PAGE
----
The Tattvasangraha [with commentary]

by Ganganatha Jha | 1937 | 699,812 words | ISBN-10: 8120800583 | ISBN-13: 9788120800588

This page contains verse 1651-1654 of the 8th-century Tattvasangraha (English translation) by Shantarakshita, including the commentary (Panjika) by Kamalashila: dealing with Indian philosophy from a Buddhist and non-Buddhist perspective. The Tattvasangraha (Tattvasamgraha) consists of 3646 Sanskrit verses; this is verse 1651-1654.

Sanskrit text, Unicode transliteration and English translation by Ganganath Jha:

क्षीरे दध्यादि यन्नास्ति प्रागभावः स कल्प्यते ।
नास्तिता पयसो दध्नि प्रध्वंसाभावलक्षणम् ॥ १६५१ ॥
गवि योऽश्वाद्यभावश्च सोऽन्योन्याभाव उच्यते ।
पररूपं न तस्यास्ति नास्तिताऽस्यात्मना ततः ॥ १६५२ ॥
शिरसोऽवयवा निम्ना वृद्धिकाठिन्यवर्जिताः ।
शशशृङ्गादिरूपेण सोऽत्यन्ताभाव इष्यते ॥ १६५३ ॥
न च स्याद्व्यवहारोऽयं कारणादिविभागशः ।
प्रागभावादिभेदेन नाभावो विद्यते यदि ॥ १६५४ ॥

kṣīre dadhyādi yannāsti prāgabhāvaḥ sa kalpyate |
nāstitā payaso dadhni pradhvaṃsābhāvalakṣaṇam || 1651 ||
gavi yo'śvādyabhāvaśca so'nyonyābhāva ucyate |
pararūpaṃ na tasyāsti nāstitā'syātmanā tataḥ || 1652 ||
śiraso'vayavā nimnā vṛddhikāṭhinyavarjitāḥ |
śaśaśṛṅgādirūpeṇa so'tyantābhāva iṣyate || 1653 ||
na ca syādvyavahāro'yaṃ kāraṇādivibhāgaśaḥ |
prāgabhāvādibhedena nābhāvo vidyate yadi || 1654 ||

“(1) ‘That the curd is not in the milk’ is a case of ‘previous negation’;—(2) ‘that the milk is not in the curd’ is a case of ‘destruction’ (3) ‘the non-existence of the horse in the cow’ is a case of ‘mutual negation’”—[Ślokavārtika-negation, 2-3].—
In this last case, the cow does not have the form of the other, and hence this negative character belongs to it by itself.[1]
(4) The flat portion of the hare’s head, being devoid of hardness and height, and hence there being no horns in the hare,—this is a case of absolute negation—[Ślokavārtika-negation, 4].—
If there were no such entity as ‘negation’ classed under these several heads of ‘previous negation’ and the rest,—then there could be no usage based upon the differentiation of causes and effects—[Ślokavārtika—negation, 7].—(165.1—1654)


Kamalaśīla’s commentary (tattvasaṃgrahapañjikā):

When in reference to the cause—such as Clay or Milk,—people have the idea of the effect—the Jar or the Curd—not being there,—this is called ‘Previous Negation’, If this ‘Previous Negation’ were not an entity, the product, Curd, would always be there in the Milk.

In the same way, when in reference to the Curd, there is the idea of the Milk being no longer there,—it is called ‘Destruction’. If this Negation were not an entity then the Milk would still be there in the Curd.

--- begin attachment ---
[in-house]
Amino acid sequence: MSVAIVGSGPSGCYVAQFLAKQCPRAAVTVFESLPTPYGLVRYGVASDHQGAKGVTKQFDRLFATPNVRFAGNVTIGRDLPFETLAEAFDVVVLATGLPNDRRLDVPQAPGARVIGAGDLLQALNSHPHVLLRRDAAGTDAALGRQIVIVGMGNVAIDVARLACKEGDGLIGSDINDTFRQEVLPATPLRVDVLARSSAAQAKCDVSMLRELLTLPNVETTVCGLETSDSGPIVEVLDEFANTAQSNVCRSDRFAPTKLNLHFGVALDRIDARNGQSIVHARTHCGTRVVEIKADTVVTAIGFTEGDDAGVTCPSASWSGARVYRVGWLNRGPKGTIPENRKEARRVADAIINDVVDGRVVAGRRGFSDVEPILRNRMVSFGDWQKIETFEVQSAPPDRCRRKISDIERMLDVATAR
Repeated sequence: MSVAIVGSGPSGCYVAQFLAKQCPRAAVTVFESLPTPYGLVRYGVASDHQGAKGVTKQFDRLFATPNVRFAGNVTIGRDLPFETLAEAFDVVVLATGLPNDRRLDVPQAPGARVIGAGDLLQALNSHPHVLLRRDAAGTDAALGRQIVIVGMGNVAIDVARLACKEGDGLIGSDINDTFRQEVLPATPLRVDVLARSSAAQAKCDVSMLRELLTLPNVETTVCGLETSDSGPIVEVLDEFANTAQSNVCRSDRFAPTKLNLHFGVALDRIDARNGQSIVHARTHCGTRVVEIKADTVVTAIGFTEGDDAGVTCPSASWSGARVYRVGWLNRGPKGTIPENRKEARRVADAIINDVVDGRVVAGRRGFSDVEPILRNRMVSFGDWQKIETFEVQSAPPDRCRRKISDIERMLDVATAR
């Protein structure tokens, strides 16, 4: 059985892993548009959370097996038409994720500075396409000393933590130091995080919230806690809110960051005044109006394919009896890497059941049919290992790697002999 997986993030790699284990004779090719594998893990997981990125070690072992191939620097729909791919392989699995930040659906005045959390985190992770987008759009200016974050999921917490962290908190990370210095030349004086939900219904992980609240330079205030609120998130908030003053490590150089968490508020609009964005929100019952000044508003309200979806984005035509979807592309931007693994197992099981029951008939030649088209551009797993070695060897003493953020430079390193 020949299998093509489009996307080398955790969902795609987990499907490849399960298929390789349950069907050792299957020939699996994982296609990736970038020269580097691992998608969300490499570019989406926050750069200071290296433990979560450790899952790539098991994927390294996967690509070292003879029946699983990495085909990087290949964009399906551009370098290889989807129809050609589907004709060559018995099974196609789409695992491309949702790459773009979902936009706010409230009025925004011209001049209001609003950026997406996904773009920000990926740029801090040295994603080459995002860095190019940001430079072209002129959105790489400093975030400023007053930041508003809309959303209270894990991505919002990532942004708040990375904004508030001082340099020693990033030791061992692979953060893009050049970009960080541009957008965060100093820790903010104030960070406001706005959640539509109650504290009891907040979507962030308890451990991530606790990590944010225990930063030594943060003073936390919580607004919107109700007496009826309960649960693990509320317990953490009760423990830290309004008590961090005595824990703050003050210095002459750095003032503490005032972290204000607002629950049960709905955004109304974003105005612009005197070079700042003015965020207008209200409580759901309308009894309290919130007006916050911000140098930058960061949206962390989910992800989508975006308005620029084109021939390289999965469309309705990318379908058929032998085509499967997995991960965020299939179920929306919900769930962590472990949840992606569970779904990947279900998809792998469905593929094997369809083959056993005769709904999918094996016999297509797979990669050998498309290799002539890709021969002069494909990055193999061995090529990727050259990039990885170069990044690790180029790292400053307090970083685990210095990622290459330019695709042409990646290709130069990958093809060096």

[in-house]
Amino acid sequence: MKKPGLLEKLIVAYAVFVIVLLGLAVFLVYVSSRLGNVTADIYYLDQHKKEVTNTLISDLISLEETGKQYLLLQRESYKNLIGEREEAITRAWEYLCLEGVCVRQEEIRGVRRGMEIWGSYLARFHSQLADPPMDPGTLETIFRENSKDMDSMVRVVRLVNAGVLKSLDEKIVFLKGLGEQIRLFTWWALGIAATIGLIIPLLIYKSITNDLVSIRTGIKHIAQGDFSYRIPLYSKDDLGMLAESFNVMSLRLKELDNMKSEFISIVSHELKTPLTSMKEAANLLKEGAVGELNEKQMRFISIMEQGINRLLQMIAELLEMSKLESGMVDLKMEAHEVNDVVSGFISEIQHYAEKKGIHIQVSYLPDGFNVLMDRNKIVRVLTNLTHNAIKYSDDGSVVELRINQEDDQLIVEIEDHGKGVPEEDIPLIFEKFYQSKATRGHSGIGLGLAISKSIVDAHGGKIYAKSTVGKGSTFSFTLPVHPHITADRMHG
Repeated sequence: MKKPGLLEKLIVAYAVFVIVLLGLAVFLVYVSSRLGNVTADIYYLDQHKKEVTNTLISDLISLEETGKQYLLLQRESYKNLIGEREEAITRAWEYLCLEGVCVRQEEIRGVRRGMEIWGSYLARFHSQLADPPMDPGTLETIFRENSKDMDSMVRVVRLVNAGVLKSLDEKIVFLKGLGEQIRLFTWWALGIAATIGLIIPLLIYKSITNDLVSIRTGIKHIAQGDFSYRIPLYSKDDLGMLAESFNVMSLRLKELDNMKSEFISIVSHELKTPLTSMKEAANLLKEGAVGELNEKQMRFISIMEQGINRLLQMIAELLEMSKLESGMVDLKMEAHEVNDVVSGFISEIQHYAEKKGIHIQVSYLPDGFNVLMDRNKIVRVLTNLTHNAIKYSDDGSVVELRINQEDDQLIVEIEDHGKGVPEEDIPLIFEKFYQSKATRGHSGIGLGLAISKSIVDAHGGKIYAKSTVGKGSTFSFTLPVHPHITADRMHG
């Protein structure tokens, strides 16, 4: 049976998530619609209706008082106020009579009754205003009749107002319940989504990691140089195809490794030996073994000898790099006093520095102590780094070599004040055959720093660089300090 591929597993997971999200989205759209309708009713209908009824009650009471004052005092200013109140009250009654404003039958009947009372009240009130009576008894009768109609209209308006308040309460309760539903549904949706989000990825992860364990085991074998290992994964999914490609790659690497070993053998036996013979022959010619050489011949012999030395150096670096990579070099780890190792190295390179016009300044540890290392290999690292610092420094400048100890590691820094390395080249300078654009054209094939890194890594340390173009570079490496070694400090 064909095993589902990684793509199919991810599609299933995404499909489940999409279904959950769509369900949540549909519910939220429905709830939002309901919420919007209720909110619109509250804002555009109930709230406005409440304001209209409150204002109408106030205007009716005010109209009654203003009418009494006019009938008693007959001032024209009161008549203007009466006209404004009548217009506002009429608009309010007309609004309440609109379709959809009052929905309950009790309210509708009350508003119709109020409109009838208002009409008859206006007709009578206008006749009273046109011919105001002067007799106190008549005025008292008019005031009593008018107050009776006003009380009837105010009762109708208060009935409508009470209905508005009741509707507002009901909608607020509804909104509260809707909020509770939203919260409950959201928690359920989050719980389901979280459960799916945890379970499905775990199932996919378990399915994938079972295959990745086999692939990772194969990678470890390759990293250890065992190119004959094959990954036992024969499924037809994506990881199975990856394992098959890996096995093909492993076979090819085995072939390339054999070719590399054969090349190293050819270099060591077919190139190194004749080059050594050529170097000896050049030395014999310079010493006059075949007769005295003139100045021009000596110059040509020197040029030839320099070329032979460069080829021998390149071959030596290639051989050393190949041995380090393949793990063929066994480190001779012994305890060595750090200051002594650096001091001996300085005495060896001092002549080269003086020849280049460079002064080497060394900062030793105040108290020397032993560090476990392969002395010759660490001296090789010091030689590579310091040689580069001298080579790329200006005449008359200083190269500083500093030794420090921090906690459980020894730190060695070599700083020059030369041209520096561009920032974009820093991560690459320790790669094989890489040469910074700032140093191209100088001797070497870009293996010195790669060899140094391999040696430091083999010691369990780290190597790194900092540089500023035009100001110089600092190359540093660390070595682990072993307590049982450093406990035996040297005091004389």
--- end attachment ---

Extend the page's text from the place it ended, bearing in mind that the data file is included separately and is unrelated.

In reference to the Cow, there is the idea of its not being the Horse; this is called ‘Mutual Negation’. Because the Cow does not have the form of the other,—the Horse—therefore this is called ‘Mutual Negation’, If this Mutual Negation were not an entity, then the Horse would be there in the Cow.

When the flat parts of the Hare’s head are found to be devoid of growth and hardness,—and entirely non-existent in the form of Horns,—it is called ‘Absolute Negation’.—Even though here also, in so far as the nature of the things is concerned, we have a case of ‘Mutual Negation’. [The flat Head not being the Horn], yet, it has been cited as an example of ‘Absolute Negation’, in accordance with the popular notion of it. In common parlance whenever ‘Mutual Negation’ is spoken of, the two things are mentioned in the co-ordinated form—‘This is a Cow, not a horse’; in the case of the negation of the Hare’s Horn, however, they do not say—‘This is the Hare, not the Horn’, If ‘absolute Negation’ were not an entity, then the Hare’s Horn would be there. As says Kumārila [in Ślokavārtika—Negation, 2-4]—‘If Negation were not a Means of valid Cognition, then there would be Curd in the Milk,—Milk in the Curd,—the Cloth in the Jar,—the Horn in the Hare,—sentience in the Earth and other substances,—Corporeality in the Soul,—Odour in Water,—Taste in Eire,—and both Odour and Taste along with Colour, in Air,—Touch and the other qualities’ in Ākāśa.—Here ‘sentience’ stands for the soul; ‘Corporeality’ for solidity;—‘those two’—Odour and Taste—along with Colour, would be there in Air;—and Colour, Taste and Odour, along with Touch would be there in Ākāśa.

Further, there could be no differentiation into Causes and Effects in the transactions of the ordinary world,—if Negation did not exist in its various forms of ‘Previous Negation’ and the rest. For instance, one who wants Curd, obtains Milk,—but one who wants Milk does not seek to obtain Curd; similarly one who wants the Cow does not secure the Horse; nor does the man who wants the Horse secure the Cow. It is in this way that business is carried oil in the world.—(1651-1654)

Footnotes and references:


This sentence is not a quotation from the Ślokavārtika.

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